By Guest Blogger Katherine R. Schafer MD, Assistant Professor of Infectious Diseases, Wake Forest Baptist Health

Most people are aware that ticks can carry diseases, but beyond that, they’re often uncertain about what those diseases are and how to spot them. Lyme disease, in particular, carries with it a lot of confusion and misunderstanding.

Myth #1: Lyme disease hasn’t spread to North Carolina.
Reality: While Lyme disease is more common in the Northeast and upper Midwest, it can occur in Southeastern states. In 2013, there were 173 cases of Lyme disease in North Carolina, including cases from Guilford County.

Myth #2: It’s not necessary to check your child for ticks every day.
Reality: When it comes to preventing Lyme disease, time is of the essence. It takes a tick 36-48 hours to transmit the Lyme bacteria (Borrelia burgdorferi) into its host. So spotting and removing ticks as soon as possible reduces risk. In addition, ticks can be picked up anywhere during the summer months. While areas with lots of trees and high grass are especially rife with ticks, many urban and suburban areas can play host to them as well.

Myth #3: The best way to remove ticks is to burn them or cover them with nail polish remover.
Reality: These methods are dangerous and do little to actually remove the tick from the skin. The best way to remove a tick is to gently pull it out with a pair of tweezers. Be sure to get the tweezers as close to the skin as possible and then pull the tick out in a straight motion. Twisting your hand or only grabbing the top of the tick may result in incomplete removal. After the tick has been removed, thoroughly clean the area of skin where it was located.

Myth #4: If your child doesn’t develop a rash, it means he or she hasn’t been infected with Lyme disease.
Reality: While a bull’s-eye rash is considered a hallmark of Lyme disease, it’s not present in everyone who develops the illness. So as you check your child for ticks, be on the lookout for red or bumpy areas—particularly in a ring pattern—as well. Other symptoms of Lyme disease include fever, chills, aches and headaches which are common symptoms for other tick-borne illnesses as well.

Myth #5: Lyme disease always resolves on its own.
Reality: In some cases, Lyme disease may completely resolve on its own. However, most people who develop the illness require a 14 day course of antibiotics to treat the Lyme bacteria. If Lyme disease goes untreated, it can rarely lead to additional complications, such as joint pain and neurological symptoms.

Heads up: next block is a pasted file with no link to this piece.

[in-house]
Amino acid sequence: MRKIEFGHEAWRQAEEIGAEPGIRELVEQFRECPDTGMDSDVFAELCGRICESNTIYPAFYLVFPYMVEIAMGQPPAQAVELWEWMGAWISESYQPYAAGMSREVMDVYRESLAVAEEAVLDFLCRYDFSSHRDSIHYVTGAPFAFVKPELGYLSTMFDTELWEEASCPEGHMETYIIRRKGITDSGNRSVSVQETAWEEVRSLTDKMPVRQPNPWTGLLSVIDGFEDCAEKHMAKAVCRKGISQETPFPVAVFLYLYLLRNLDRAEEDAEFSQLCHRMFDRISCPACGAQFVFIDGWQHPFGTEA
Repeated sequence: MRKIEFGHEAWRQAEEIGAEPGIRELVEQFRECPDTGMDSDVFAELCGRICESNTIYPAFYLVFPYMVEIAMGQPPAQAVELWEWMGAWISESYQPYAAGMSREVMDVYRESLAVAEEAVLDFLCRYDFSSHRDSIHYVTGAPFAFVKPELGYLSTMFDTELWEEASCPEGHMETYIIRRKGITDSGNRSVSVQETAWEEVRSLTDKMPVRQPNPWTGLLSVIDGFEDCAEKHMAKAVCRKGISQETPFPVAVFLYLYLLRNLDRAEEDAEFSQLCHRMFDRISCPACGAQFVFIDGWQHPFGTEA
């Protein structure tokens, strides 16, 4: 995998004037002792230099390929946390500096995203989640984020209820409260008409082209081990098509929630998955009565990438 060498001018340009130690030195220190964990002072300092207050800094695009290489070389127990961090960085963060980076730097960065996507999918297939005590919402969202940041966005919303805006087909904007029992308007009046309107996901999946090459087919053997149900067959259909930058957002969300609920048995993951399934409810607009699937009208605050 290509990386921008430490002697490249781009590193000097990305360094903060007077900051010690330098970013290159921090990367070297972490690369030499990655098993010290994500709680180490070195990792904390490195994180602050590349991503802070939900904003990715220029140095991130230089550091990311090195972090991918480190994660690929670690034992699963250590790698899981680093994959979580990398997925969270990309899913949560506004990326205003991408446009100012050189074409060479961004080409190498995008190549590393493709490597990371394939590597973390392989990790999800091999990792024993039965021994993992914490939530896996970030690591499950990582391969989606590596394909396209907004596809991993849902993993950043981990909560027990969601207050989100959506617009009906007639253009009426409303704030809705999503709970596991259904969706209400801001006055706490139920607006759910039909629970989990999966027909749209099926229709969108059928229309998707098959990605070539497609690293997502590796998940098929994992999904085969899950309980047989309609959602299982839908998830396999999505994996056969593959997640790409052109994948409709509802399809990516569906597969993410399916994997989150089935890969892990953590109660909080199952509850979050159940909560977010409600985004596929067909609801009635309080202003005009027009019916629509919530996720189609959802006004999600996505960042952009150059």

Myth #6: Lyme disease can become chronic and require long-term antibiotic treatment.
Reality: The term “chronic Lyme disease” is often used in these situations. While sometimes Lyme disease symptoms can last after finishing the antibiotics (“Post-Treatment Lyme Disease Syndrome”), the symptoms generally resolve over time and it does not mean that the infection persists. Research shows that there is no persistence of the bacteria and no benefit to prolonged antibiotic treatment. In addition, there are significant risks with long-term antibiotic use.

Myth #7: Lyme disease is the main tick-borne illness your family should be concerned about.
Reality: Lyme is generally not a severe illness and, in North Carolina, Lyme is much less common than other tick-borne illnesses. Ticks can spread a number of diseases, including Rocky Mountain Spotted Fever, other spotted fever illnesses, and STARI (Southeastern tick-associated rash illness). Checking yourself and your child for ticks (and removing them if present) daily during warm-weather months is a good habit. It can be helpful to mark your calendar if you do remove a tick so your doctor can know when you may have been exposed if you do develop any symptoms.

If anyone in your family does develop a rash or flu-like symptoms after being bitten by a tick, contact your primary care provider promptly. To schedule an appointment with a Wake Forest Baptist Health primary care physician, call 336-716-WAKE (9253).

Sponsored by Wake Forest Baptist Health

*Photo from the CDC